Wednesday, August 5, 2015

Sacred Space: "You Are A Powerful Black Woman."

When one is met with life without a mother for the majority of those years of life, one is often left wandering in a sea of uncertainty, sometimes insecurity, and always a feeling of disconnectedness.

This feeling has followed me the majority of my life because I was four when my mother died. I was seven when my father remarried and was sixteen when that eleven eyar nightmare ended wiht me moving to another state.

To be unmothered is a place that leaves one keenly observant and keenly aware of the emotional hurt and need in others.

When Mike Brown was murdered in August 2014, the eternal mother in me sprung into action. To know one needs comfort is the keen awareness of one who most needed it in herself. I recognized the need to gather the children together and make them feel safe.

It was in that safety gathering that I realized there was a piece of vulnerability in me that I protected with helping others, with writing, with nurturing, but still needing to tend to that scared nineteen  year old girl.

When one needs to come to the safety of recognition and healing, one is most exposed and in a vulnerable state that could easily tip the scale. That has been one reason I closely guarded the heart and controlled the narrative around my first born's murder.

Enter the call for sacred space.

The women clergy and friends in St. Louis recognized that there were more mothers than Lesley McSpadden mourning the unnecessary and untimely murder of their son.

These were women without hashtags, without social media posters honoring their child's life, without media attention, and without foundations to fund their travel around the world to tell of their pain.

I almost didn't attend.

There was a part of me that felt I didn't belong there, after all, my first born had been killed thirty-three years ago, I should be over that pain, right? He was a baby, so I didn't have long to have him, not like those whose children were sixteen, eighteen, and twenty when murdered.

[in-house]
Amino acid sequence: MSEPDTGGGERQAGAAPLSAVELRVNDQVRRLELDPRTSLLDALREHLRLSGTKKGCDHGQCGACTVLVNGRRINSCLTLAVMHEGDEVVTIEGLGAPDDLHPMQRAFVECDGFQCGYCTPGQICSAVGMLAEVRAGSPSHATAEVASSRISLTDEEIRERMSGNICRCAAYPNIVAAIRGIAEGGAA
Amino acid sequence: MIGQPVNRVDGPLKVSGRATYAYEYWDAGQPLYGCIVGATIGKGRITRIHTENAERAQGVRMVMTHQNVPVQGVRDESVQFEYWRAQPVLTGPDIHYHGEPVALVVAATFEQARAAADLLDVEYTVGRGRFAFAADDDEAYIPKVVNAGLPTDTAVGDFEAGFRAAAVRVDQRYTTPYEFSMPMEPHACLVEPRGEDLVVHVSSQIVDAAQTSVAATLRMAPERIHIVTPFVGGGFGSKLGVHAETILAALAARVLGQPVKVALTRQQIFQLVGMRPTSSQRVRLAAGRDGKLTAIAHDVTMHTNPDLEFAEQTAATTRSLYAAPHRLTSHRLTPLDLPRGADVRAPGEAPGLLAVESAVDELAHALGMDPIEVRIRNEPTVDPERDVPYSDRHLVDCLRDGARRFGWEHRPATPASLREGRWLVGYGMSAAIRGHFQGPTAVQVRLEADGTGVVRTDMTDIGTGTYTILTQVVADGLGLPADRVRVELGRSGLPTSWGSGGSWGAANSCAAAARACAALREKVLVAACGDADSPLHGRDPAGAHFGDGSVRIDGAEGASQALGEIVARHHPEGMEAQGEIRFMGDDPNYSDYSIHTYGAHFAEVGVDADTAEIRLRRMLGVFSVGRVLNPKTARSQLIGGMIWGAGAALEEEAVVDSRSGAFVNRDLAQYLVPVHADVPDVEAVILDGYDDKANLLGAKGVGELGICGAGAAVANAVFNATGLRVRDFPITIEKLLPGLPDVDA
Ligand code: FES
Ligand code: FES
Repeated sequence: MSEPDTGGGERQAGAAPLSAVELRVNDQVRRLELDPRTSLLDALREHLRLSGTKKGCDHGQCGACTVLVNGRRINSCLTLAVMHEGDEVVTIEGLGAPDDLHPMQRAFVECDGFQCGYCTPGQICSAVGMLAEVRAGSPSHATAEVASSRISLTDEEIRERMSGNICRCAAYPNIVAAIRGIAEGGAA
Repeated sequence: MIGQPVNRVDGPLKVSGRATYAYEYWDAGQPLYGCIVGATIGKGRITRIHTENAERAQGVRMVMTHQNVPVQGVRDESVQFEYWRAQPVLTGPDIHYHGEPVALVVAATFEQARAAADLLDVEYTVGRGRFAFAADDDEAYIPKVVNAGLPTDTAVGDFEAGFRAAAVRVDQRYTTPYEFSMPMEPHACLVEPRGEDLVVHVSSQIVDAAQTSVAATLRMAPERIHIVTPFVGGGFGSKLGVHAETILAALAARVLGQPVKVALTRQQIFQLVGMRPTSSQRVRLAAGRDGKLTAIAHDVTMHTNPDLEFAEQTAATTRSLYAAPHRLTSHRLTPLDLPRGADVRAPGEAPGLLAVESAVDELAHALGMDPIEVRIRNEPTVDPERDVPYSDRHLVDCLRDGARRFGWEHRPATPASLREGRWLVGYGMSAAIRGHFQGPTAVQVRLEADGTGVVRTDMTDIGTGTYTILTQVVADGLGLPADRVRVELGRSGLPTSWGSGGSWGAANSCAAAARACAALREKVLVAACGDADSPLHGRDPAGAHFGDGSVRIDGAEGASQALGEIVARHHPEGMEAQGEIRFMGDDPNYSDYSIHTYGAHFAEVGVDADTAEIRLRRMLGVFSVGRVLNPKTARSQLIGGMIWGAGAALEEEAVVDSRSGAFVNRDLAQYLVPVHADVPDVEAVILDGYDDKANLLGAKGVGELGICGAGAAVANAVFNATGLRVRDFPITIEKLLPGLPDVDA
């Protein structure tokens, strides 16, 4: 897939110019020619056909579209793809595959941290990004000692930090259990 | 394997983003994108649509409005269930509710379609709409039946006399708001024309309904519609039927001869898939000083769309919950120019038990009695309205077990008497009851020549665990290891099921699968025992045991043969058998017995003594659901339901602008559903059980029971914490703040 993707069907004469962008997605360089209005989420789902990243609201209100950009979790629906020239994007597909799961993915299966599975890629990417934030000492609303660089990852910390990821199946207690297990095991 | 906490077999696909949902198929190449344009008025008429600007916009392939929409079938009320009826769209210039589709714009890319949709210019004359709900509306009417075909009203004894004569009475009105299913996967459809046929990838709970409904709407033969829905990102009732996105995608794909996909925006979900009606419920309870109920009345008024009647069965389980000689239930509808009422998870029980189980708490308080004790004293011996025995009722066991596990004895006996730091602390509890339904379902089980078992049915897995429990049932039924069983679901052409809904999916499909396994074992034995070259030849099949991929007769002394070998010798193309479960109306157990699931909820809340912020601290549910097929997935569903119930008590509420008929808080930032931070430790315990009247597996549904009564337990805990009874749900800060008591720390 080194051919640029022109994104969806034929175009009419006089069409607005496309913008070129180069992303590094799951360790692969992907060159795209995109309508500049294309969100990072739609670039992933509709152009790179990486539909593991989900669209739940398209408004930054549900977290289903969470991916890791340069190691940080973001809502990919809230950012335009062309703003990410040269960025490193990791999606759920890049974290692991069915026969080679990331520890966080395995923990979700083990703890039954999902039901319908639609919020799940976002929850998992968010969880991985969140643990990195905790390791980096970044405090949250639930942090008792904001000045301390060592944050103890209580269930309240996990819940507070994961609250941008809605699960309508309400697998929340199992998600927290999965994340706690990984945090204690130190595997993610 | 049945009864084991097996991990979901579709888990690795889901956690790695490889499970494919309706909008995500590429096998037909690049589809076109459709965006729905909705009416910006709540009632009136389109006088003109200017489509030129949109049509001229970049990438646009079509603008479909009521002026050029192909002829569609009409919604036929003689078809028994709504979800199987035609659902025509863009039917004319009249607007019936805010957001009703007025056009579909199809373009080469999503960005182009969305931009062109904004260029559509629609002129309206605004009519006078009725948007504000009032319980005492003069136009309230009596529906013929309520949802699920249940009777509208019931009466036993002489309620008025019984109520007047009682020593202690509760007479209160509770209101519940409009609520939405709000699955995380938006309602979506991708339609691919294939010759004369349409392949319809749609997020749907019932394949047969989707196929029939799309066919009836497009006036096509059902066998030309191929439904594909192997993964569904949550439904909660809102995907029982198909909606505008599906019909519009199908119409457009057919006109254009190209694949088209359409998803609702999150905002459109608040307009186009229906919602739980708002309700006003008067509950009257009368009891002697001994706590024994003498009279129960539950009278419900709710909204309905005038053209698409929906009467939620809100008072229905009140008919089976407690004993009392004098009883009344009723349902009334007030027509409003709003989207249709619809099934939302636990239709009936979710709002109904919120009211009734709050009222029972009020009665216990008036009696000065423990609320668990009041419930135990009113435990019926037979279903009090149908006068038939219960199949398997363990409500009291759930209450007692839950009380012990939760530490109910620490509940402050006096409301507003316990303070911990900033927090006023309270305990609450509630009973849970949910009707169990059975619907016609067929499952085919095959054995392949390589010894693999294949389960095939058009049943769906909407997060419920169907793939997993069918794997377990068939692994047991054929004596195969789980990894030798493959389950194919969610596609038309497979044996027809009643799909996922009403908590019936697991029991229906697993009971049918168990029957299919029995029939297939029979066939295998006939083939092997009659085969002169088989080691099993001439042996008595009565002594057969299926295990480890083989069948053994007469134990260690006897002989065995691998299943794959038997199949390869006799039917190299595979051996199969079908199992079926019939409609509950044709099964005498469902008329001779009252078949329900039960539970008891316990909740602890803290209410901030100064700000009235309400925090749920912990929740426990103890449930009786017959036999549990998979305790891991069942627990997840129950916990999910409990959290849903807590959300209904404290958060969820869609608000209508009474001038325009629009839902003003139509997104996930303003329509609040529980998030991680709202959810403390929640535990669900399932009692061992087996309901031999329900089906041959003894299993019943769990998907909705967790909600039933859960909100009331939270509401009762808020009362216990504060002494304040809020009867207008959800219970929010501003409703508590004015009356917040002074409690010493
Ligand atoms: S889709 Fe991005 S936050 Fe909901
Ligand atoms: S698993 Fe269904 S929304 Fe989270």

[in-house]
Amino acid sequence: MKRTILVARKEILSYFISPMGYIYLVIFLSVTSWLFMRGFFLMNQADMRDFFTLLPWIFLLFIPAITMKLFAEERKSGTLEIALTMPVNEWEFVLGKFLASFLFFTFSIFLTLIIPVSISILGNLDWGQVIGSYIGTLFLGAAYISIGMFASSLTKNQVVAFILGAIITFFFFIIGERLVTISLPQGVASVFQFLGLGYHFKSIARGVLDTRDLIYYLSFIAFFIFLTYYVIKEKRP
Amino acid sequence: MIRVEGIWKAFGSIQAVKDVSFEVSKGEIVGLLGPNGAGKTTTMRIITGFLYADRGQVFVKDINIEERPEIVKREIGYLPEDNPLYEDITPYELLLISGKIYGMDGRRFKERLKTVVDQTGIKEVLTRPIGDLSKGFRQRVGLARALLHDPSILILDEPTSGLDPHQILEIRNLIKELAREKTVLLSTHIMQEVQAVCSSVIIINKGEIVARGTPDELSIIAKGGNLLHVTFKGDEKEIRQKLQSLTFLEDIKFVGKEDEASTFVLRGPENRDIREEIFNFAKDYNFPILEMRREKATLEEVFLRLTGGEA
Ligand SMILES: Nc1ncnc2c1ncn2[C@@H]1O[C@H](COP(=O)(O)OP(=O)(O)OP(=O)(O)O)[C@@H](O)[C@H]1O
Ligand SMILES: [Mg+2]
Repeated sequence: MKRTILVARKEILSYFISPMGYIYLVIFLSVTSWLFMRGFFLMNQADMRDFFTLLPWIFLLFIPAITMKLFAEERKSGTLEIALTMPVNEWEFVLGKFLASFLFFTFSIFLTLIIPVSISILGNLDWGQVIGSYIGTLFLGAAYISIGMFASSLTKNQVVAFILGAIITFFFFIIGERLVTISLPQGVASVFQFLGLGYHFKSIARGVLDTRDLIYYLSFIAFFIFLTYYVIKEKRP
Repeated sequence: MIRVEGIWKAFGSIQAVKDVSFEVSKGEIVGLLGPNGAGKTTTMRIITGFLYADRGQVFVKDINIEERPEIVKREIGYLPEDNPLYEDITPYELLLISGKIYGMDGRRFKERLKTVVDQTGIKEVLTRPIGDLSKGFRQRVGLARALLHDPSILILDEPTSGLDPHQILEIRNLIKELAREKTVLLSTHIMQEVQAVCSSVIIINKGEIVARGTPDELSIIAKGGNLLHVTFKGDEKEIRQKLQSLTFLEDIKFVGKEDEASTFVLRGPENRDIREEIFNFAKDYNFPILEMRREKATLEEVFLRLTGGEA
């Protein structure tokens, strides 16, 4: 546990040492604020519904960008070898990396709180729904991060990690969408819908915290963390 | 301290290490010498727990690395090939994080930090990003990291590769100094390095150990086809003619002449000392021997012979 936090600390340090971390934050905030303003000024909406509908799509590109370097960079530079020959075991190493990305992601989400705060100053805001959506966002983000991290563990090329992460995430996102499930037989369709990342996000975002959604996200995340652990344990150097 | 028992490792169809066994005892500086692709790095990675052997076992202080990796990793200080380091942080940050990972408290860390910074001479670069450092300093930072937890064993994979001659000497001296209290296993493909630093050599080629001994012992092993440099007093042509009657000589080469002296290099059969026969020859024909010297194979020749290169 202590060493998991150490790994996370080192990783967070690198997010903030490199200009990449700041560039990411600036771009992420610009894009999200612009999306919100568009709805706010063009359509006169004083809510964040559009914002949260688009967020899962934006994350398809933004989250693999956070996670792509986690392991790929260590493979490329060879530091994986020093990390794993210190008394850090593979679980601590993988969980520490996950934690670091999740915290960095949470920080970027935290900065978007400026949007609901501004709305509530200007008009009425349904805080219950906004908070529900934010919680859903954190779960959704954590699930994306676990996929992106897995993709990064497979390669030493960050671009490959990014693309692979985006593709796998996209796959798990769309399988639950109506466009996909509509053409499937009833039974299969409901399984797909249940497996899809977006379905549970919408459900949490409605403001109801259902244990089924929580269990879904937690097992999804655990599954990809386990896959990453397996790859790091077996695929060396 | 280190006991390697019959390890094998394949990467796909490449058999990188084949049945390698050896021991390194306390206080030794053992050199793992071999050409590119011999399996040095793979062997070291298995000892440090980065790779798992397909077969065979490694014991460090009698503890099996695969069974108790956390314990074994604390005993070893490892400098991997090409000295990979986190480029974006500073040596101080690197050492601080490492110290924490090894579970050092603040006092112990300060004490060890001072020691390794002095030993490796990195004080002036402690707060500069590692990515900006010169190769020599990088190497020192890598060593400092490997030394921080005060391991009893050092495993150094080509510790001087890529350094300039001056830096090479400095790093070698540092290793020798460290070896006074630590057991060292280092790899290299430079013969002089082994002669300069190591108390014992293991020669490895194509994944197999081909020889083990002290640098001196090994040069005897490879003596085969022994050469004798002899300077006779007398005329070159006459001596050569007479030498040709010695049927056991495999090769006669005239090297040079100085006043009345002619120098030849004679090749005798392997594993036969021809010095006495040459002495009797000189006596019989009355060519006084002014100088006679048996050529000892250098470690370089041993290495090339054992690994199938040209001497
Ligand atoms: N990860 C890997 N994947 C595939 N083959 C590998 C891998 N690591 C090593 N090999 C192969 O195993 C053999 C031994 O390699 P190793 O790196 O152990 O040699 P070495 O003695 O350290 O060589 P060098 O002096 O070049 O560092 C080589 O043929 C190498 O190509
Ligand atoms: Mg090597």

But then something made me change my mind.

It wasn't for the women who called the event, some of them noted names in the Ferguson movement, it wasn't for them, they just used their platform to gather the space , to see the need, to honor the heart.

I registered. I found a photo of my son And I went.

My first greeting was of two women I have been in activism with who asked questioningly, "you are a mother?" One said, "oh, I didn't know." I don't think she knew how to encounter me for the remainder of the four hours that we were in that space. The other, a rabbi, said, "no wonder you are such a fierce advocate. I will keep speaking your son's name."

When I entered the room, a well known woman preacher greeted me with a hug, "Mama Tayé, Cory Mattered." She spoke his name, acknowledged his existence, and hugged my tears and felt the release of my shaking frame.

I joined a table of other "cry babies" as we called ourselves. We were in commune together, black women who had joined an unwanted sisterhood of other black women who lost their children. In sitting down and looking around the room , I realized I was in a four-hundred-year-old sisterhood of black babies being killed in America.

We were in sacred space and allowed to shed our "strong black woman" cloack to do something they said black woman couldn't do - love, nurture, and support each other to a place of healing. We knew we would never be the same since the loss of our child, but for those hours, we had solace in each other.

The journey from writing to sanding to watering to holding to crying to screaming allowed for a release of a primal call that was for all the souls lost. We wanted justice, we wanted change, we wanted life.

It was in that moment that a powerful healer surrounded me and hugged me as words were poured and thirty-three years released. She pressed on my abdomen , the center of soul and spirit, and told me to let it go, to let it go from deep within, and I roared, I screamed, and I cried. She looked me in the face and said, "You are a powerful black woman."

When the evening was over, I knew something shifted. I let that scared nineteen year old girl enter a space of womanhood and confidence. I knew in that space that I didn't have to doublecheck or reevaluate or wonder if my contribution was enough, if my credentials were enough, if my education was enough.

I walked out ready to keep going.

I lived through things that would break the spirit of many.

I was still standing.

As a powerful black woman.

And that was enough.

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